Contrary to the religious formation many of us received which made us wary of anything related to sexuality, certain of our friendships, including male friendships, will have an erotic quality to them – as the ancient Celts realized. They were grateful for this life-giving energy, expressed in their pagan devotion to Cernunnos, the archetype of sensuality and the instinctual world. As that powerful archetype, Cernunnos can be found in all of us: in our desire at times to shed our cloths and be naked in the rich presence of nature, to be one with the landscape; to be naked, like our first parents who walked the earth, naked as when we were first born, naked as when we had our first sexual intimacies. To demonize Cernunnos, or to repress him into unconsciousness only gives him extraordinary power to erupt unexpectedly and perhaps inappropriately at times or to hurt us with a poison in our system that makes us ever more self-destructive. Cernunnos needs to be integrated into our spirituality and daily lives.




The ancient Celts did not limit the erotic to the human body alone. Their eros included the beautiful landscape in which they lived which caused them to be filled with wonder and awe at its mysterious beauty and power. They believed that the rivers and trees had a melodious voice and that one could hear music in the moving waters and rustling leaves. The positive side of their erotic traditions included a profound appreciation of physicality, of natural beauty – whether in nature or in the feminine and masculine expression of beautiful bodies. Above all, their sexuality was perceived as a sacred phenomenon, including even when Celtic men expressed themselves with one another as bed-partners or simply as friends.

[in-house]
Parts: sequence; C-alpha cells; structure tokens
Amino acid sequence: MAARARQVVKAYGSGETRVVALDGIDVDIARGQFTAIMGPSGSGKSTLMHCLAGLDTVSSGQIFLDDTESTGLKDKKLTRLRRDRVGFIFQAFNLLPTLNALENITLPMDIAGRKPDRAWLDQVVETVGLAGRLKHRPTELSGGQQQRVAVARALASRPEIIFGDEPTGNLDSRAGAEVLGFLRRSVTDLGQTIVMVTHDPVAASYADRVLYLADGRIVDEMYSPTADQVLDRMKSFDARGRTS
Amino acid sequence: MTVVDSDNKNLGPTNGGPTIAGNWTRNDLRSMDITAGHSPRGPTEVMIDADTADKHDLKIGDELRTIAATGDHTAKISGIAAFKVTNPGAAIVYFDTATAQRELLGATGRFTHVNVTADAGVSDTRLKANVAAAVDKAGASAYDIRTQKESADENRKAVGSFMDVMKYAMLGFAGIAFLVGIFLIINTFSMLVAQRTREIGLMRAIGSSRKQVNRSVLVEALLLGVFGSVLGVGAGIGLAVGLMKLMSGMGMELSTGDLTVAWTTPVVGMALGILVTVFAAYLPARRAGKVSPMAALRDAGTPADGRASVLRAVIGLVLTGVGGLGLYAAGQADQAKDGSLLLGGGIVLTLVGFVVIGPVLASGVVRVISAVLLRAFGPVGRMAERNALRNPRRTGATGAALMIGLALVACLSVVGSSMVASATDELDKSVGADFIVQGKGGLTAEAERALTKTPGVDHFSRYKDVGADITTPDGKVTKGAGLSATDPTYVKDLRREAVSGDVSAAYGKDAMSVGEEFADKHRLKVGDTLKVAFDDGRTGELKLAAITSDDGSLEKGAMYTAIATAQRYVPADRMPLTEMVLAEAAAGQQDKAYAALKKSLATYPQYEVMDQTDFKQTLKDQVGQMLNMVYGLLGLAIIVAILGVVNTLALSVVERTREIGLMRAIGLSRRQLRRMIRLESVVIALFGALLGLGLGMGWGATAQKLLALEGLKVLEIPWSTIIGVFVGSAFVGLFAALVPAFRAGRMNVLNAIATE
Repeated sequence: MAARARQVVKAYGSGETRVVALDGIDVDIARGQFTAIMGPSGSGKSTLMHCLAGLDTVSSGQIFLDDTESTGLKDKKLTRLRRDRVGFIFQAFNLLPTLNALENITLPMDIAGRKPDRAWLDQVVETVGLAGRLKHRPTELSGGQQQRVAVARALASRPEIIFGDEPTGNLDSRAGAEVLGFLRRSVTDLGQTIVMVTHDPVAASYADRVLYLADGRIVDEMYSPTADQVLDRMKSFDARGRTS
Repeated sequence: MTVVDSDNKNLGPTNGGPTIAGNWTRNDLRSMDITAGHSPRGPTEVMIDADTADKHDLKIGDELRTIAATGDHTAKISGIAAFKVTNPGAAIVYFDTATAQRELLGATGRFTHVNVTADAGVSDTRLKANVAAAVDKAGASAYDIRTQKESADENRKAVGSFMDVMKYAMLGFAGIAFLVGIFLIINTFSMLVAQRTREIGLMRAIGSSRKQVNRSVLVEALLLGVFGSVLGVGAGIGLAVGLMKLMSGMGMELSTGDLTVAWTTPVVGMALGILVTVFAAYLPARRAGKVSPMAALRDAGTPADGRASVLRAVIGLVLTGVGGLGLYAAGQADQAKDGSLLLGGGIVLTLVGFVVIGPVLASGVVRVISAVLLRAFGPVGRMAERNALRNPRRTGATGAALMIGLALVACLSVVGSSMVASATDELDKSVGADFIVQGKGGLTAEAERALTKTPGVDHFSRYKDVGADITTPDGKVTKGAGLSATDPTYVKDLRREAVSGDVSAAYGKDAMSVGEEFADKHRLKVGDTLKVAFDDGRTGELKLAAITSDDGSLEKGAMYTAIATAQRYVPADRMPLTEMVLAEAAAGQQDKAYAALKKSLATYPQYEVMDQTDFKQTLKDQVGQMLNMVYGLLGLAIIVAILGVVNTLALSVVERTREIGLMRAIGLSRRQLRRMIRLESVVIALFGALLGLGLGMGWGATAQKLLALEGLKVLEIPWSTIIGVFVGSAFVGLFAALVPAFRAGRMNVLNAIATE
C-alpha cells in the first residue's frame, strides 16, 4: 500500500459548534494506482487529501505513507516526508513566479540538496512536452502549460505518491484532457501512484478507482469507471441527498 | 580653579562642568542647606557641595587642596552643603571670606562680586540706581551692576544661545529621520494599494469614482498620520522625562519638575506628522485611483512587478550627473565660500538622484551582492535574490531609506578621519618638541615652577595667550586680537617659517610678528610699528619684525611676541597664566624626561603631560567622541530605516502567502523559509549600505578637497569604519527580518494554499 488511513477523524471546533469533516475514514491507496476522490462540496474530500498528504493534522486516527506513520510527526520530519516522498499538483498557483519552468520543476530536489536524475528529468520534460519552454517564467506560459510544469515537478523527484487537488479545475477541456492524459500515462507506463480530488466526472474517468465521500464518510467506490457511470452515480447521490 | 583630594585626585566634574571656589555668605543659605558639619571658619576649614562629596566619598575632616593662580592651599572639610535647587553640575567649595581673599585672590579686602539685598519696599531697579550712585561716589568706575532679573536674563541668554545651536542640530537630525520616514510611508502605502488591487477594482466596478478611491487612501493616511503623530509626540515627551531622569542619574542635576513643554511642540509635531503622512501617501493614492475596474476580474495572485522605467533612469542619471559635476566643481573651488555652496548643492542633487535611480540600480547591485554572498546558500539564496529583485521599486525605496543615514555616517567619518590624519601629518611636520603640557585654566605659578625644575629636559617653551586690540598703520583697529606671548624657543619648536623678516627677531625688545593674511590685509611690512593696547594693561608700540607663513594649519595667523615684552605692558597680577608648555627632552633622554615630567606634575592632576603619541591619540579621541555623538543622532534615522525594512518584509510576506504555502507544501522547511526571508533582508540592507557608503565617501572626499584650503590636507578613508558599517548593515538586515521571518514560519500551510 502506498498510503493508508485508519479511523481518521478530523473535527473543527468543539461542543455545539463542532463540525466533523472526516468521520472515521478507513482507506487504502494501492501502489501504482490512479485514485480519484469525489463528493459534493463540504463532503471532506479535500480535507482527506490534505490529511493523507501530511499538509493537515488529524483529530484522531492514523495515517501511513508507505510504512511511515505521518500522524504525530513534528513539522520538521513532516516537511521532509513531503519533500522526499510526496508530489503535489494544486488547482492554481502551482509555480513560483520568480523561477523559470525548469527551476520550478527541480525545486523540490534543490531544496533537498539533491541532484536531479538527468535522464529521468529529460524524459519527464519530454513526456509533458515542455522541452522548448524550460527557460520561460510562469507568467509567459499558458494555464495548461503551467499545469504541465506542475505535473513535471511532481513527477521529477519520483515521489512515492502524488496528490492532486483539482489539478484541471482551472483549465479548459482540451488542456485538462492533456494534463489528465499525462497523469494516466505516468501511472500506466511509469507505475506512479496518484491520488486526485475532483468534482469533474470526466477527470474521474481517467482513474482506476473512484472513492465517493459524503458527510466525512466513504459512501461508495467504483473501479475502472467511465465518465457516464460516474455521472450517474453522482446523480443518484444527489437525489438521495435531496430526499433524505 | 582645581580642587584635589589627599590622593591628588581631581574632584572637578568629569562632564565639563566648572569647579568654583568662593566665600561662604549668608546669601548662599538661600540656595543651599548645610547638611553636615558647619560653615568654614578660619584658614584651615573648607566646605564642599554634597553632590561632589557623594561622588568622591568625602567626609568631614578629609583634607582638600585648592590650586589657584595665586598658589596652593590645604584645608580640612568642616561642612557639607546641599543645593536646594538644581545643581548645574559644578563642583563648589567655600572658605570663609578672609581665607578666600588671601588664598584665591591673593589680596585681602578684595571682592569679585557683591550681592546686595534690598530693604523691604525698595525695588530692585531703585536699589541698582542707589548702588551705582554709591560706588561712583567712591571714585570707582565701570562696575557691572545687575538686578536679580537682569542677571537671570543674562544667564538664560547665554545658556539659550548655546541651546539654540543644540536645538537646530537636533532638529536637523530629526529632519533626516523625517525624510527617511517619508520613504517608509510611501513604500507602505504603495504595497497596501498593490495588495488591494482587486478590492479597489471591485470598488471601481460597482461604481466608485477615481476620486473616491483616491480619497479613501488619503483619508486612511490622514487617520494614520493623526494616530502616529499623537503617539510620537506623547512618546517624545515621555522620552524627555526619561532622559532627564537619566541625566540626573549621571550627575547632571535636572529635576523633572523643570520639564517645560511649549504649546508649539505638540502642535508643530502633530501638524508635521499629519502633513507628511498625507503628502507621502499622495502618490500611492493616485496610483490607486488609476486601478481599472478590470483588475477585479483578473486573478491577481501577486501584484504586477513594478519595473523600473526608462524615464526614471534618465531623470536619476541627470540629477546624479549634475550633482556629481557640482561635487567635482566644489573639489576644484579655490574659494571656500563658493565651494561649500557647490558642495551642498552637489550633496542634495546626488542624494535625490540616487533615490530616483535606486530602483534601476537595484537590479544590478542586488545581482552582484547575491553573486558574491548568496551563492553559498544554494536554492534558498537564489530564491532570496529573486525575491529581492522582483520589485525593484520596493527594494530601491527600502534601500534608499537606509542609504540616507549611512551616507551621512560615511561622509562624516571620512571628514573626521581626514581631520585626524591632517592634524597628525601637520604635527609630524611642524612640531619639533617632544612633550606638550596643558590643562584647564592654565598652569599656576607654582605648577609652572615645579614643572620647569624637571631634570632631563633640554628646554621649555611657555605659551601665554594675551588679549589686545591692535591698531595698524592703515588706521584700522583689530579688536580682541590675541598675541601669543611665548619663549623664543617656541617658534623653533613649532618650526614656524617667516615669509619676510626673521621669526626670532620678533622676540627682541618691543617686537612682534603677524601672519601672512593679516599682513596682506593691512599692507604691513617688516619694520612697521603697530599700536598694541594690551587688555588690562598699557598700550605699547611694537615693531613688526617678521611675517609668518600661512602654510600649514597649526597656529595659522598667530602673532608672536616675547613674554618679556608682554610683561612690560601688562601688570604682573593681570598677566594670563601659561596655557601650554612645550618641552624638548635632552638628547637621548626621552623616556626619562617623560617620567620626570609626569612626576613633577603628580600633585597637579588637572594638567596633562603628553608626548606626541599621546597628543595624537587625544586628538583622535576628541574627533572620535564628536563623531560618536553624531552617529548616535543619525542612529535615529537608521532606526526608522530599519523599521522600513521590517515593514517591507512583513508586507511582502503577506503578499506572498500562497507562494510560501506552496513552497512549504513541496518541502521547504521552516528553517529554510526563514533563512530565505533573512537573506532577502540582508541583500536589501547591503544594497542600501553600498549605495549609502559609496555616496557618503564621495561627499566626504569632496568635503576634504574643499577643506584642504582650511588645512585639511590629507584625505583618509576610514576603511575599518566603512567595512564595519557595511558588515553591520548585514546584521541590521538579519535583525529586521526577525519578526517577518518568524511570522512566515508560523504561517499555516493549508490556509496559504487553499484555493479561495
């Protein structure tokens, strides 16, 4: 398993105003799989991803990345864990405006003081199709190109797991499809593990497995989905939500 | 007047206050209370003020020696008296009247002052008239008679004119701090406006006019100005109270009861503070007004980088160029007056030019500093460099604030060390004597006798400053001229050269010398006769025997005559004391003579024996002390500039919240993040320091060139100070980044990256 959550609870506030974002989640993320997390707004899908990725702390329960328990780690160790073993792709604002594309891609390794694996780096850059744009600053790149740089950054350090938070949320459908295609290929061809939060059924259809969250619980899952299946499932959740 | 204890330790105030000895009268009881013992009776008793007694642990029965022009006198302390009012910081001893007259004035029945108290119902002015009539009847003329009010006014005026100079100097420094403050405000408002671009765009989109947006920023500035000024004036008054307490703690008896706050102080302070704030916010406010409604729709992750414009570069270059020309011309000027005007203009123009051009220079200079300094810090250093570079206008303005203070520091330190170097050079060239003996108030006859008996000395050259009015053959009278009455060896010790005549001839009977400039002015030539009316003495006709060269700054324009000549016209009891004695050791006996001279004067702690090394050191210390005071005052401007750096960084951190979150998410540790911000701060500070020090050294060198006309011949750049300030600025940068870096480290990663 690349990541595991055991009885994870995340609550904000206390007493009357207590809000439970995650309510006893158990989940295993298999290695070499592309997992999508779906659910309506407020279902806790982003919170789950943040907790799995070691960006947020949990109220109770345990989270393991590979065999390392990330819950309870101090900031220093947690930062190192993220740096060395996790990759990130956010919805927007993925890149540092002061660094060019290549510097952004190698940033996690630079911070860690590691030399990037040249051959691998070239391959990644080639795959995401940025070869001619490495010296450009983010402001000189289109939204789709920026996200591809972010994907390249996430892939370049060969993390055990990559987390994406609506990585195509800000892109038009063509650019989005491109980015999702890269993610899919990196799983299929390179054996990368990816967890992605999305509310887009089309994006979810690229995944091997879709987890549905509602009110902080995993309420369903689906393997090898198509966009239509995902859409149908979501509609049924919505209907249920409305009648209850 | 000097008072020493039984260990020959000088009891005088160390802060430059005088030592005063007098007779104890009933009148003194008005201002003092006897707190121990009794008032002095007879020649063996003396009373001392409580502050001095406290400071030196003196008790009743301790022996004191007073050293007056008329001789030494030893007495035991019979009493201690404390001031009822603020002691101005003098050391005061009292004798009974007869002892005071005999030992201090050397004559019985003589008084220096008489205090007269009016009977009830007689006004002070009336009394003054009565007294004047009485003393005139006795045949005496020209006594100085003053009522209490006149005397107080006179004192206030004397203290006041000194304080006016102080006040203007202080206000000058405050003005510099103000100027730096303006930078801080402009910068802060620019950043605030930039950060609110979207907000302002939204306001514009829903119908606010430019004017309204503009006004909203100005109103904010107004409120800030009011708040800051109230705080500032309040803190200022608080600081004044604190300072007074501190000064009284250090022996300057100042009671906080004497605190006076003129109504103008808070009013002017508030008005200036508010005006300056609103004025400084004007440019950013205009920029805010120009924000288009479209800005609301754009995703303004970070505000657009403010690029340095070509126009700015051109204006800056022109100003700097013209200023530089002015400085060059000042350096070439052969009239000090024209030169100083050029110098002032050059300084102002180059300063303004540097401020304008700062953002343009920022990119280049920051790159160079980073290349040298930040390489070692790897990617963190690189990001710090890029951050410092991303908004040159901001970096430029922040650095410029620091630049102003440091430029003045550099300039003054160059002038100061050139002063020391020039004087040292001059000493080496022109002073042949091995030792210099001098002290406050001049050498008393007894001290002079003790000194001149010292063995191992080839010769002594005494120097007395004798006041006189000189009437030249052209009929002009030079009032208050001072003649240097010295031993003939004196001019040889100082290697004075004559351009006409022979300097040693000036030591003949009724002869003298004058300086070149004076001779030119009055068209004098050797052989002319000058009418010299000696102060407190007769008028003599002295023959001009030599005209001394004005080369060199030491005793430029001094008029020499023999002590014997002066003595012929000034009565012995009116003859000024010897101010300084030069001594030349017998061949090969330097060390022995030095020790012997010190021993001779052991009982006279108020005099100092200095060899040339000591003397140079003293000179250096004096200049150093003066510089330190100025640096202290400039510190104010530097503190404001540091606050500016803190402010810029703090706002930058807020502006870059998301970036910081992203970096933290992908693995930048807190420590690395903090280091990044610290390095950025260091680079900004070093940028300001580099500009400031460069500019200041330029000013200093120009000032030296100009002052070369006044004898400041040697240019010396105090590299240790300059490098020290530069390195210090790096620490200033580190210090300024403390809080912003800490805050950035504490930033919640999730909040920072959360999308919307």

We today can learn from them, or we can try to contain our eros, as St. Kevin and later Celtic saints did, with cold baths, sparse diets, sleepless nights, and immersion in our work. For many of us, however, our struggle is not to suppress our passions, but to somehow find ways of channeling them into creative expressions of our love and spirituality, of our soul.





If a man had been created in
the horned God’s image
he would be free to be wild
without being cruel,
angry without being violent,
sexual without being coercive,
spiritual without being unsexed,
and truly able to love.

Starhawk
Excerpted from The Spiral Dance


See also the previous Wild Reed posts:
The Piper at the Gates of Dawn
The Devil We (Think) We Know
The Pagan Roots of All Saints Day
Edward Sellner on the Archetype of the Double and Male Eros, Friendships and Mentoring
In the Garden of Spirituality – Diarmuid Ó Murchú
In the Garden of Spirituality – James B. Nelson
Sex as Mystery, Sex as Light (Part 1)
Sex as Mystery, Sex as Light (Part 2)
The Dancer and the Dance
Manly Love
A Fresh Take on Masculinity
Rockin' with Maxwell
Learning from the East
The Pagan Roots of All Saints Day
Celebrating the Coming of the Sun and the Son

Recommended Off-site Links:
Concerning Cernunnos (Part 1)Musings from Gelli Fach (July 23, 2011).
Concerning Cernunnos (Part 2): Accessing the Fruits of the WildMusings from Gelli Fach (July 27, 2011).

Image 1: Amdhuscias.
Image 2: Artist unknown.
Image 3: "Cernunnos Rising" by Ceruleanvii.
Image 4: Valerie Herron.
Image 5: "Lord of the Woodland" by Helena Nelson Reed.